Kate, Brittany and I flew back to Burlington VT, and the following weekend I filled in for Emilie Drinkwater during The Adirondack Mountainfest, in its 18th year. This was my first time at this ice festival, and it was so nice to be so close to home- only an hour 45 minute drive! I’m impressed by how well the organizers take care of their guides and vendors- they put me and my assistant that I had brought over from VT, Izzy Lazarus, up in one of the nicest rooms at Adirondack Rock & River, the central event venue, fed us 3 meals a day, and there was plenty of beer and Jagermeister to go around! We had two awesome women’s ice clinics, and I think I won folks over enough to not just be a sub but to come back and teach my own clinic next year :)
The week after Mountainfest required planning last minute details for VT’s Smuggs Ice Bash: lights for the drytooling competition, t-shirt pickup, final emails to vendors, guides and volunteers, and much more… Right now we (Petra Cliffs, the climbing gym that I co-own with my husband Steve) host the only drytooling competition on the East Coast, and we had an awesome showing of competitors this year! Mammut helped athlete Whit Magro travel from MT to compete (and WIN!) and teach, Will Mayo put on an epic shirtless performance, Lindsay Fixmer had a guest appearance, and many of our local East Coasters went big for the crowd.
For the past number of years during the Smuggs Ice Bash, we have offered a free women’s ice clinic. We began this offering when we were having trouble recruiting new female climbers, and now the waiting list is three times as long as the participant list. We’re thankful to NEice for sponsoring this clinic, and putting smiles on so many faces! We are also very lucky to have Tim Farr taking on the majority of planning this year, and from what we’re hearing from people who were involved, they want even more next year. It’s very exciting to be a youngster in the ice festival world – only 8 years old- with so much potential and so many supporters already.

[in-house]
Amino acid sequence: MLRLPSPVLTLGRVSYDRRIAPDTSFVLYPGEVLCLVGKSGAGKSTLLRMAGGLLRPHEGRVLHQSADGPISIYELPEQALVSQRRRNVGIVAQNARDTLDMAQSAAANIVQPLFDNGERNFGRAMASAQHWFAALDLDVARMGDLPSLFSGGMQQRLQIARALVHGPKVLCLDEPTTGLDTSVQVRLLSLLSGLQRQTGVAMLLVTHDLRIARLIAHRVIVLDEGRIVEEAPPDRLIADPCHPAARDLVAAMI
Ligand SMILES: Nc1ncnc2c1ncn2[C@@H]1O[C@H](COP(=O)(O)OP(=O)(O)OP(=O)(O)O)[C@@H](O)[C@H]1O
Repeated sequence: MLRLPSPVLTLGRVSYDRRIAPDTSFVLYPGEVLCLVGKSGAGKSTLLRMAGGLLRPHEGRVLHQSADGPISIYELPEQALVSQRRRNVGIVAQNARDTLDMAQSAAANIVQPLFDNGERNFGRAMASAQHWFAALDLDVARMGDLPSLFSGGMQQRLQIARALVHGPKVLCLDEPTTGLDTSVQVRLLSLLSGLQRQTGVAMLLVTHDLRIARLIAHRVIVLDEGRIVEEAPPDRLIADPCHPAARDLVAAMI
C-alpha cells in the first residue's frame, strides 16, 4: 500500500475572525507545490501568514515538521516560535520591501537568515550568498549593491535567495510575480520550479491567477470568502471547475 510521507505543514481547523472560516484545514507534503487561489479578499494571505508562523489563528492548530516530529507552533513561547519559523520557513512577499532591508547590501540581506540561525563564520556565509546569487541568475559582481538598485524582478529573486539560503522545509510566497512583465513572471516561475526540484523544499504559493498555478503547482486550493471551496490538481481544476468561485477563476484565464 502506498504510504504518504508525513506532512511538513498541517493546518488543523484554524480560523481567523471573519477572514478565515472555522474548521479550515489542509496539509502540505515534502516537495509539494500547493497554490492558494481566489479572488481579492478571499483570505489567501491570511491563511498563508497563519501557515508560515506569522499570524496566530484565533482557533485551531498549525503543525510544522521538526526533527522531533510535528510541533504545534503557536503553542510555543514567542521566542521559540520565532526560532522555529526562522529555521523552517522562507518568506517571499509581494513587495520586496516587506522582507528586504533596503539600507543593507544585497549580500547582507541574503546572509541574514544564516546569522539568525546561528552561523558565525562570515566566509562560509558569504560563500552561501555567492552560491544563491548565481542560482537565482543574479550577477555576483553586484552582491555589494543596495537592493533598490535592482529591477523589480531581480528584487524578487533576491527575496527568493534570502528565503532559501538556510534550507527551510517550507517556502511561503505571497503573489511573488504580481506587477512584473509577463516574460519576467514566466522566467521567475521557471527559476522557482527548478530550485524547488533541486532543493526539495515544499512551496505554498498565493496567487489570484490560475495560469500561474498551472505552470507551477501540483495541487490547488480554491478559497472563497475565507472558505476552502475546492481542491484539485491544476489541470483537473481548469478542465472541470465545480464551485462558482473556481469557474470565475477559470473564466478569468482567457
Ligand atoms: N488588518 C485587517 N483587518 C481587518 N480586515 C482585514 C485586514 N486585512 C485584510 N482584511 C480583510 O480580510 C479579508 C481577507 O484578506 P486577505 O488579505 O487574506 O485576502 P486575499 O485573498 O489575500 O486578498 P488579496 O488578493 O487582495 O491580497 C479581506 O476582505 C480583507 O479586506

I finished out the festival circuit with the Mount Washington Ice Fest, its 21st year. MWV does a phenomenal job organizing, and they completely won me over with a free taco truck after guiding days.
I had a busy weekend of handing out demo gear for Mammut, teaching clinics, and getting to climb a little for myself. I taught a mixed climbing clinic with Bayard Russell, and a familiar face from the Smuggs Ice Bash, Zack Sawyer, had signed up for this clinic. This Georgetown student is really inspiring to me- his Instagram name is zackalwayspsyched – and he always tries so hard and always has a giant smile on his face. I also taught an “Intro to Ice for Rock Climbers” clinic with Carlos Buhler, and we created some new excited ice climbers.
On Sunday I was going to casually wake up and mayyyybe climb something, maybe take a nap… I blinked and I found myself at the base of Remission (M6 WI 5+) on Cathedral Ledge with Alden Pellett and Glen Griscom from Camp/Cassin. I led the rock start and the classic steep column in the most beautiful NH weather- sunny, warm, windless- and I definitely wouldn’t have traded that day with those two for a nap in even the most comfortable bed.
|Photos courtesy of Courtney Ley/Doug Millen, NEice.com|
|Starting up the steep column|
I had gotten quite homesick and missed climbing in Vermont, and it feels good to be home. I’m thankful for all of the opportunities I had this season to teach, represent Mammut, meet so many amazing people, and climb in some of the best venues in the world. Many thanks to my husband Steve too, for being so patient with me being gone so much. Next up: a desert Spring Break with Boston College!